The Development of East London Tech City


When businesses are in their infancy they look to California’s Silicon Valley as an inspiration.

This is where start-ups thrive and has given birth to some of the biggest names in corporate world. The likes of Facebook, Google and eBay have all been able to create and develop their business in this environment. Silicon Valley’s success has inspired other cities across the globe to build their own hub for growing companies.

Both New York and London have been investing in their very own Silicon Valley and England’s is situated in Shoreditch. Named East London Tech City, the technology cluster has been operational since 2008 and has attracted organisations such as Google, Intel, McKinsey & Company and Cisco.

When first put forward, there was some concern as to whether this tech site would be able to generate the same benefits that have been afforded in San Francisco. Numerous articles have been written about the fortunes of East London Tech City and many questions were raised when it was first getting off the ground.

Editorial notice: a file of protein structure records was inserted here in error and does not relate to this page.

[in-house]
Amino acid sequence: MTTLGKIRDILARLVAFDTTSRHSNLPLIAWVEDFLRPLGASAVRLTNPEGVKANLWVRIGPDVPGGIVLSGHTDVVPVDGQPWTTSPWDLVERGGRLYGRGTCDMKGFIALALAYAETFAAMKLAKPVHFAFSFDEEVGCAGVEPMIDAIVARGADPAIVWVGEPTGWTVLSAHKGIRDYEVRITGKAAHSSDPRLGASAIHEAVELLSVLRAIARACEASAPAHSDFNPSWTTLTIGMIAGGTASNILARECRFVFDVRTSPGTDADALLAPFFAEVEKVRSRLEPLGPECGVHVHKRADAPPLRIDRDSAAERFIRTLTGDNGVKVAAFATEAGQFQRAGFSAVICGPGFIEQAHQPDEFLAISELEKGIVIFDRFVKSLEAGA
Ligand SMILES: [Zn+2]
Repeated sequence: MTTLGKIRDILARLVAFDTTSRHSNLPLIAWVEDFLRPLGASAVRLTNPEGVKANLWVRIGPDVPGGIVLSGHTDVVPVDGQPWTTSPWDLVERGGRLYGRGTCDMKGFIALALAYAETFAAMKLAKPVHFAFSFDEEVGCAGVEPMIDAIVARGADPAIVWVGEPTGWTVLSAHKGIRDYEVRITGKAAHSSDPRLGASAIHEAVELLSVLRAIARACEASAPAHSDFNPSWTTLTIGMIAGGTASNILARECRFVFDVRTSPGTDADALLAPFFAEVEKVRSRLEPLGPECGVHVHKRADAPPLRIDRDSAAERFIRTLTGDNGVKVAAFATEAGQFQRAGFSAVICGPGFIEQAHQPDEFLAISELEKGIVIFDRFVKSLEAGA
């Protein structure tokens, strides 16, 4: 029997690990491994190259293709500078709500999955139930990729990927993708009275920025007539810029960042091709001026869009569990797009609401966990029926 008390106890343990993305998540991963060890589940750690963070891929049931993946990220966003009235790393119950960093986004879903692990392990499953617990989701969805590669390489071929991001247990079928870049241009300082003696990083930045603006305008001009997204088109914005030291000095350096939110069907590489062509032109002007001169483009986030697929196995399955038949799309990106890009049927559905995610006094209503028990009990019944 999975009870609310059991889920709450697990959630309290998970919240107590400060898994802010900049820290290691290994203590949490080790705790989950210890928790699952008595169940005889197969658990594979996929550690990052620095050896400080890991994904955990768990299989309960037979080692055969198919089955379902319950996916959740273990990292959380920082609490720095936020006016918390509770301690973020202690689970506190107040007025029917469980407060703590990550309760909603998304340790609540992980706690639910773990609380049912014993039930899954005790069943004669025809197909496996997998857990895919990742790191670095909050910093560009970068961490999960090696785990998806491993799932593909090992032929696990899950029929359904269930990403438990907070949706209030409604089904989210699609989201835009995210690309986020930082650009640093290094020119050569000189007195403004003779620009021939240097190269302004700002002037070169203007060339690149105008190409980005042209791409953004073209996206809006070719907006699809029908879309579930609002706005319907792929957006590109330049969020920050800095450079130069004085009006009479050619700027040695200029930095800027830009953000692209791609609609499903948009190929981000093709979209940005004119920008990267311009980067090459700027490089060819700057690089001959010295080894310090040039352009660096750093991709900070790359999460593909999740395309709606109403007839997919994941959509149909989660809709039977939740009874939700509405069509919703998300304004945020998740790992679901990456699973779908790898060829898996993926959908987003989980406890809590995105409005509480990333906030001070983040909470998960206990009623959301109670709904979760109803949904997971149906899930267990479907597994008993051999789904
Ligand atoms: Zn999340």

A pertinent text of the time was Max Nathan’s 2011 article, ‘East London Tech City: Ideas Without A Strategy?’. The senior research fellow at the National Institute of Economic and Social Research looked at what the government had planned for the UK’s very own Silicon Valley.

Dr Nathan explains that following the success of the 2012 Olympic Games, the government was keen to concentrate of inward investment. This included developing the former Olympic Park into a hub for some of the biggest and brightest companies operating around the globe. It aimed to put London on the map as technological powerhouse.

The article initially deals with the concept of the tech hub before going on to discuss whether or not the government has the right policy in place to support this growing site. As high-tech industries look at East London as a potential base for their operations, Dr Nathan stresses the importance of having legislation in place to support these companies.

In his article he looks at the location and cluster theory and whether there is good level of experience when it comes to initiative which support the high-tech clusters. He also examines the existing strengths of London which help to make a tech hub of this ilk a realistic goal and if it can attract the right clients.

It provides a fascinating insight into how the East London Tech City was able to get off the ground in the first place.